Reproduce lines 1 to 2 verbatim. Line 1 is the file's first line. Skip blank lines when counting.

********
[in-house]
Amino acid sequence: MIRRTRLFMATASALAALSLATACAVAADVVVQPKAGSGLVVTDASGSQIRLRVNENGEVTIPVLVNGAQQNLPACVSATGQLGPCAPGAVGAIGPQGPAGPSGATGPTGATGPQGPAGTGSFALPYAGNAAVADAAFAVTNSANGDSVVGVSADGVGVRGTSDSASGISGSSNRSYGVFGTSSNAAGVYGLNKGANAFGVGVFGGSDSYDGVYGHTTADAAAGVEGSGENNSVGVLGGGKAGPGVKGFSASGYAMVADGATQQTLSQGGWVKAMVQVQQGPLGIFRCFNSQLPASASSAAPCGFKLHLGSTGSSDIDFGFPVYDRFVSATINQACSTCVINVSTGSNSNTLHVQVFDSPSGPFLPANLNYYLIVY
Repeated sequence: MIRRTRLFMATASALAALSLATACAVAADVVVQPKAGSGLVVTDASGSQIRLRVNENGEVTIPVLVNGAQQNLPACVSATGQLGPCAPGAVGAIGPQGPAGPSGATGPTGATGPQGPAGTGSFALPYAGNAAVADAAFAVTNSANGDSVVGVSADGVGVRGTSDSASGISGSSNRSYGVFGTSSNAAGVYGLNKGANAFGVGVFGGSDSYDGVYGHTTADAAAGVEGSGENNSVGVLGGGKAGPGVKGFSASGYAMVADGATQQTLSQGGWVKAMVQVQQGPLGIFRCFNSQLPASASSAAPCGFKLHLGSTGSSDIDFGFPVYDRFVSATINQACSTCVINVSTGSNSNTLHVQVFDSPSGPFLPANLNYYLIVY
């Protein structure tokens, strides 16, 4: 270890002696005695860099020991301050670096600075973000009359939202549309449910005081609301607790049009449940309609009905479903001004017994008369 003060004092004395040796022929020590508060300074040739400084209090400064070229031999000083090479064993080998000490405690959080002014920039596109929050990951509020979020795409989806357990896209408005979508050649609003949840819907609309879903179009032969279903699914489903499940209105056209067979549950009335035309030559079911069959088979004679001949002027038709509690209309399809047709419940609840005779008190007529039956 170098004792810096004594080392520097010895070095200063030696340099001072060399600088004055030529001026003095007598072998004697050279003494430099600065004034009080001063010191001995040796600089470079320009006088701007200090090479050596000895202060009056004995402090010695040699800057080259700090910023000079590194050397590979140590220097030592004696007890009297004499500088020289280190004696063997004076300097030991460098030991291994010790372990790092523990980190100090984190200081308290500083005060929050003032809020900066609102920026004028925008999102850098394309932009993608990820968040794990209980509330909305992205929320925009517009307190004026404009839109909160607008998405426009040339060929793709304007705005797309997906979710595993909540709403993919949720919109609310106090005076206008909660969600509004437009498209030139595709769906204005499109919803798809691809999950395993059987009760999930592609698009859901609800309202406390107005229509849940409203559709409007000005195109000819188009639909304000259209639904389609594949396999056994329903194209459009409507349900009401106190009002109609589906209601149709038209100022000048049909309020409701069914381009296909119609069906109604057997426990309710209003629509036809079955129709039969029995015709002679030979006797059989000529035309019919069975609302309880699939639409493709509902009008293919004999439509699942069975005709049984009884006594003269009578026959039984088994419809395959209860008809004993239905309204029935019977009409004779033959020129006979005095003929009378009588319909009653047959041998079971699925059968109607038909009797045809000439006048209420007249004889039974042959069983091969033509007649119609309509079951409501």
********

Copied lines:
[in-house]
Amino acid sequence: MIRRTRLFMATASALAALSLATACAVAADVVVQPKAGSGLVVTDASGSQIRLRVNENGEVTIPVLVNGAQQNLPACVSATGQLGPCAPGAVGAIGPQGPAGPSGATGPTGATGPQGPAGTGSFALPYAGNAAVADAAFAVTNSANGDSVVGVSADGVGVRGTSDSASGISGSSNRSYGVFGTSSNAAGVYGLNKGANAFGVGVFGGSDSYDGVYGHTTADAAAGVEGSGENNSVGVLGGGKAGPGVKGFSASGYAMVADGATQQTLSQGGWVKAMVQVQQGPLGIFRCFNSQLPASASSAAPCGFKLHLGSTGSSDIDFGFPVYDRFVSATINQACSTCVINVSTGSNSNTLHVQVFDSPSGPFLPANLNYYLIVY